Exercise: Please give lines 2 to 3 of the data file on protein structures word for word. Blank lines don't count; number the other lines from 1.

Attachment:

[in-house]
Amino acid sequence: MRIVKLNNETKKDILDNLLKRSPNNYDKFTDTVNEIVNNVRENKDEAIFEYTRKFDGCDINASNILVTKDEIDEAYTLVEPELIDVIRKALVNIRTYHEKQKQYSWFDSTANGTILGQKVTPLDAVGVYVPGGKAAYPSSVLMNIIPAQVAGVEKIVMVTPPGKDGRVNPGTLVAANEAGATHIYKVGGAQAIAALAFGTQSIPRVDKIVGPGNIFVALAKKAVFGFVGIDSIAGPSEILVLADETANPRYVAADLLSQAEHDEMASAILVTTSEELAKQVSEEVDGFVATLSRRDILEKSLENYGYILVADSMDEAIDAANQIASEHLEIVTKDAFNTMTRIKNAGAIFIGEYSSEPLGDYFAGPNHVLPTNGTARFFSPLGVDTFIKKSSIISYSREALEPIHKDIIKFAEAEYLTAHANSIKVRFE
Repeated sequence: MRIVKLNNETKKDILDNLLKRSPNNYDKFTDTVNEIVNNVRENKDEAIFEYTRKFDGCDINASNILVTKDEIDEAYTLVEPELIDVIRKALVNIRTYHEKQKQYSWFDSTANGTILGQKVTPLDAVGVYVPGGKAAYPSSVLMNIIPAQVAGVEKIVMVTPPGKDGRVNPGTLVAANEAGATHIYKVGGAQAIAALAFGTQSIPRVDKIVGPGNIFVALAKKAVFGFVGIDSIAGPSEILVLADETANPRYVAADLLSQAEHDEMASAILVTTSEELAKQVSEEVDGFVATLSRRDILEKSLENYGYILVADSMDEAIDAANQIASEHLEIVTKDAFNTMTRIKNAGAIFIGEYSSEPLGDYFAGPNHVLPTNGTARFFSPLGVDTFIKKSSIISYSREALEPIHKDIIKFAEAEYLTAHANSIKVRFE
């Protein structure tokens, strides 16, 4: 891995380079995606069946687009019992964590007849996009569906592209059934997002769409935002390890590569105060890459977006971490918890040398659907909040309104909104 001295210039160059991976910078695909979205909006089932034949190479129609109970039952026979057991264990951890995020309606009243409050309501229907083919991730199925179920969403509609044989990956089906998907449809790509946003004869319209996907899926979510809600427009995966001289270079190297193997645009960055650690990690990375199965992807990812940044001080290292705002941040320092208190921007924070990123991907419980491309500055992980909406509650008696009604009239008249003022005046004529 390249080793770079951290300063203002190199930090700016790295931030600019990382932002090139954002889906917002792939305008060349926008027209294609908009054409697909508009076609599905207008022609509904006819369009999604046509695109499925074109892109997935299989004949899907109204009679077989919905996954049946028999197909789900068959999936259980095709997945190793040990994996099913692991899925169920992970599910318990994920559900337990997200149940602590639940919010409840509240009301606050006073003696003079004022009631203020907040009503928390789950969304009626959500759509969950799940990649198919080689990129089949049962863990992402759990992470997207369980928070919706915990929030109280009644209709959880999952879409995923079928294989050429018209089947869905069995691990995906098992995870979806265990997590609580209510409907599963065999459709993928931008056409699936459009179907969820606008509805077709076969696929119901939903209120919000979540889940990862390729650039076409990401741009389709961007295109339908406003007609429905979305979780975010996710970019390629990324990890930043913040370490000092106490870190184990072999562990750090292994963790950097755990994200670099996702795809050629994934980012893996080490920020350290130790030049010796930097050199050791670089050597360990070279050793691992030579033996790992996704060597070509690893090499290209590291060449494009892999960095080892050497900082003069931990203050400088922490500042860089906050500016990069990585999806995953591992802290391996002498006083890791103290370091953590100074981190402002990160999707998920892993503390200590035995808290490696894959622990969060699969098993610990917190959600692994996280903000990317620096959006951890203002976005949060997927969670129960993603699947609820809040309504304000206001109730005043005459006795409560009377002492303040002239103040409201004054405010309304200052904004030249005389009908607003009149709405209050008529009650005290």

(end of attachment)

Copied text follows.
Amino acid sequence: MRIVKLNNETKKDILDNLLKRSPNNYDKFTDTVNEIVNNVRENKDEAIFEYTRKFDGCDINASNILVTKDEIDEAYTLVEPELIDVIRKALVNIRTYHEKQKQYSWFDSTANGTILGQKVTPLDAVGVYVPGGKAAYPSSVLMNIIPAQVAGVEKIVMVTPPGKDGRVNPGTLVAANEAGATHIYKVGGAQAIAALAFGTQSIPRVDKIVGPGNIFVALAKKAVFGFVGIDSIAGPSEILVLADETANPRYVAADLLSQAEHDEMASAILVTTSEELAKQVSEEVDGFVATLSRRDILEKSLENYGYILVADSMDEAIDAANQIASEHLEIVTKDAFNTMTRIKNAGAIFIGEYSSEPLGDYFAGPNHVLPTNGTARFFSPLGVDTFIKKSSIISYSREALEPIHKDIIKFAEAEYLTAHANSIKVRFE
Repeated sequence: MRIVKLNNETKKDILDNLLKRSPNNYDKFTDTVNEIVNNVRENKDEAIFEYTRKFDGCDINASNILVTKDEIDEAYTLVEPELIDVIRKALVNIRTYHEKQKQYSWFDSTANGTILGQKVTPLDAVGVYVPGGKAAYPSSVLMNIIPAQVAGVEKIVMVTPPGKDGRVNPGTLVAANEAGATHIYKVGGAQAIAALAFGTQSIPRVDKIVGPGNIFVALAKKAVFGFVGIDSIAGPSEILVLADETANPRYVAADLLSQAEHDEMASAILVTTSEELAKQVSEEVDGFVATLSRRDILEKSLENYGYILVADSMDEAIDAANQIASEHLEIVTKDAFNTMTRIKNAGAIFIGEYSSEPLGDYFAGPNHVLPTNGTARFFSPLGVDTFIKKSSIISYSREALEPIHKDIIKFAEAEYLTAHANSIKVRFE